Salt Spring Apple Co.
Our Apples

Our Top 25

Here they are: our premiere selection of apple varieties. We consider these to be the varieties most likely to consistently produce magnificent and memorable fruit in our Salt Spring Island orchard. Read more


Cider Kings

We definitely don't stop at 25 varieties. In fact, we consider these 29 traditional cider varieties (with a few crab-apples and a diminutive super-juicer thrown in) to be the secret to Real Cider. They're most certainly worth checking out. Read more


The Whole 333+

In a world blessed with thousands of apple varieties, not making our Top 25 or Cider Kings lists is hardly cause for embarrassment. Every one of these 333+ apples is a winner in our books. Read more


Why you should be excited:

Ambrosia is a modern throwback to the days when most new apple varieties were random discoveries.


apple_ambrosia.jpgThe story of Ambrosia:

Science may be an efficient way to come up with new apple varieties through very intentional cross-breeding, but it’s nice to be reminded by Mother Nature every so often that it’s most certainly not the only way.

Take Ambrosia, for example, an apple variety that appeared by chance in a Similkameen Valley orchard in British Columbia back in the early ‘90s.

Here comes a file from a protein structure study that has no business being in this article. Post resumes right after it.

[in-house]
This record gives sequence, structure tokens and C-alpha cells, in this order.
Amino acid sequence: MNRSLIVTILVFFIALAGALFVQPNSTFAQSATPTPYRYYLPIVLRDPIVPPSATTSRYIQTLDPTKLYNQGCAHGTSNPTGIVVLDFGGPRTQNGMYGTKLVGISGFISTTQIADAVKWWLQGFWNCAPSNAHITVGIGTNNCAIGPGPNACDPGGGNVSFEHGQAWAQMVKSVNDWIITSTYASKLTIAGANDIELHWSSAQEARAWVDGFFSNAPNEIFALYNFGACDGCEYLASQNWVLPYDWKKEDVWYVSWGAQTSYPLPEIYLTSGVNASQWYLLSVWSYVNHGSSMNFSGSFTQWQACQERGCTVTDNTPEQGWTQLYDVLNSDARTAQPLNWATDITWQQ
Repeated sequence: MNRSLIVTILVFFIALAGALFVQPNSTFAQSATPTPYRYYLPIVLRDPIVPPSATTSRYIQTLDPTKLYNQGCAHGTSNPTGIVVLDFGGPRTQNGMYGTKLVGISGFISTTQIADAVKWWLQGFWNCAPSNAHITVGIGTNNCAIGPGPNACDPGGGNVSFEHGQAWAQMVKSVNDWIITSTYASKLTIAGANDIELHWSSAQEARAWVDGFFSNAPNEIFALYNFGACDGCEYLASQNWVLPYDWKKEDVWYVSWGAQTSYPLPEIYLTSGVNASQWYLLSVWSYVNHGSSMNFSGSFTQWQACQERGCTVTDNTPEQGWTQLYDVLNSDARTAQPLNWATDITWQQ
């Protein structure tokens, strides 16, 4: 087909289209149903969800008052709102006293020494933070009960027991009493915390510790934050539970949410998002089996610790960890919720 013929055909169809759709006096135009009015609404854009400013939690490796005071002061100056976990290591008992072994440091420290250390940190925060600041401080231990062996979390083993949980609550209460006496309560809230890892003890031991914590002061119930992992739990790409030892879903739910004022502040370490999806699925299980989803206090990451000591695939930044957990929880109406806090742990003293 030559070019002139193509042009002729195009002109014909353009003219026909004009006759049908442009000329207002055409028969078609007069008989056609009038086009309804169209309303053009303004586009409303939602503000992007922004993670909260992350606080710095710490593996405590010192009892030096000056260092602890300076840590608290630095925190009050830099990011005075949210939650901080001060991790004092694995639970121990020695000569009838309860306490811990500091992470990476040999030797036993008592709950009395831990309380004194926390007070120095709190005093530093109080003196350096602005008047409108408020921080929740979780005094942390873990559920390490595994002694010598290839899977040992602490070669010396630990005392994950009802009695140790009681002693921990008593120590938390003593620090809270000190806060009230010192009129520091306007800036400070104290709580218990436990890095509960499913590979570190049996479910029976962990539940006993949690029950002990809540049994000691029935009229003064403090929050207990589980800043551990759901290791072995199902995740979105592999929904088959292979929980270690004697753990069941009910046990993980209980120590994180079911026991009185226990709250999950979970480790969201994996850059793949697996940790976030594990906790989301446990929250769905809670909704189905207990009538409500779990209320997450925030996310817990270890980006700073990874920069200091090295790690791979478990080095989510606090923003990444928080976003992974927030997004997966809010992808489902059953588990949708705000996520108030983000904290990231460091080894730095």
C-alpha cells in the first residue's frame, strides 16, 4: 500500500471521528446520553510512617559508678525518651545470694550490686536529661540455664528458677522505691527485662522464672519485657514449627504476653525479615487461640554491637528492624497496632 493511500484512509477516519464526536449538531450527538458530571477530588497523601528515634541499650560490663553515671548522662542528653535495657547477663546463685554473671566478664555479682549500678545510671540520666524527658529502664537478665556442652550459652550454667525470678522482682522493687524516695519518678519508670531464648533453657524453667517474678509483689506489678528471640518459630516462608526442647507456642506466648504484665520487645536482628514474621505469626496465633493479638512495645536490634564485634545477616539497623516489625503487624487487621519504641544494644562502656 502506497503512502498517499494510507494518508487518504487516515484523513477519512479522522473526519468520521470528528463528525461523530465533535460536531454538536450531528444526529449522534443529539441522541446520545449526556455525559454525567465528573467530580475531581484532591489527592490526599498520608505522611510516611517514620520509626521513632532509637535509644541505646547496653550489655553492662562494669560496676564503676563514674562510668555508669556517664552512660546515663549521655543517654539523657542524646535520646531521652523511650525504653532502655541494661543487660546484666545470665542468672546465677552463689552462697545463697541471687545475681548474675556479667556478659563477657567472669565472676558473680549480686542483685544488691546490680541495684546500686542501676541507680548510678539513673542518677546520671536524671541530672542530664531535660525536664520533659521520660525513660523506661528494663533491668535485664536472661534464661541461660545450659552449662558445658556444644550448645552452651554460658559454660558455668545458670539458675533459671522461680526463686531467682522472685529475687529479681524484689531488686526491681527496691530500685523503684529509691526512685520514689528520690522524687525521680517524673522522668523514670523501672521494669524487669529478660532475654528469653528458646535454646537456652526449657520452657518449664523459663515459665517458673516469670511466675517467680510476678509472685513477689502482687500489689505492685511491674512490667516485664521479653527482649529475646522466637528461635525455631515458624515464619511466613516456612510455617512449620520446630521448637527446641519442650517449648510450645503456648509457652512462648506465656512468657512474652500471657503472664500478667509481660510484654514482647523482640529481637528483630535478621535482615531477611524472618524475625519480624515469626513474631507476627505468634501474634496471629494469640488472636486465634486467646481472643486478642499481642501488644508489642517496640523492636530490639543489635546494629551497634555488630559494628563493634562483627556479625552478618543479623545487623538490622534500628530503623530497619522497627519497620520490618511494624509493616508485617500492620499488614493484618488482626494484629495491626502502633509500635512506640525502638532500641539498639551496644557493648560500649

That first tree grew as an unintended seedling - presumably having sprouted from a fallen apple - among Jonagold trees. The orchard owner noticed the young tree because, as it began producing apples, the orchard workers tended to strip the tree of fruit - and eat them - as soon as they were ripe.

The rest is history, as that rogue Ambrosia tree was propagated through grafting and planted in other orchards, the variety became quite popular, and is now grown in several countries. Many people consider Ambrosia to be British Columbia's finest homegrown apple (apologies to Spartan, Silken and quite a few others).

And what a fine apple it turned out to be: as tasty as it is pretty and a good keeper to boot.

Ambrosia Facts

Its origins:

Discovered in the Similkameen Valley, British Columbia, Canada; early 1990s introduction.

Flavour, aroma, texture:

The cream-coloured flesh is sweet, subacid, crisp, juicy and aromatic.


This pretty yellow apple is mostly covered with pink/red striping and blush. It's a medium to large-sized apple.

When they’re available:

Mid-season (usually in early October).

Quality for fresh eating:

Very good.

Quality for cooking:


Keeping ability:

Very good (about 3 months when kept refrigerated).

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Salt Spring Apple Company Ltd.

Trees & apple products: 250-538-2197

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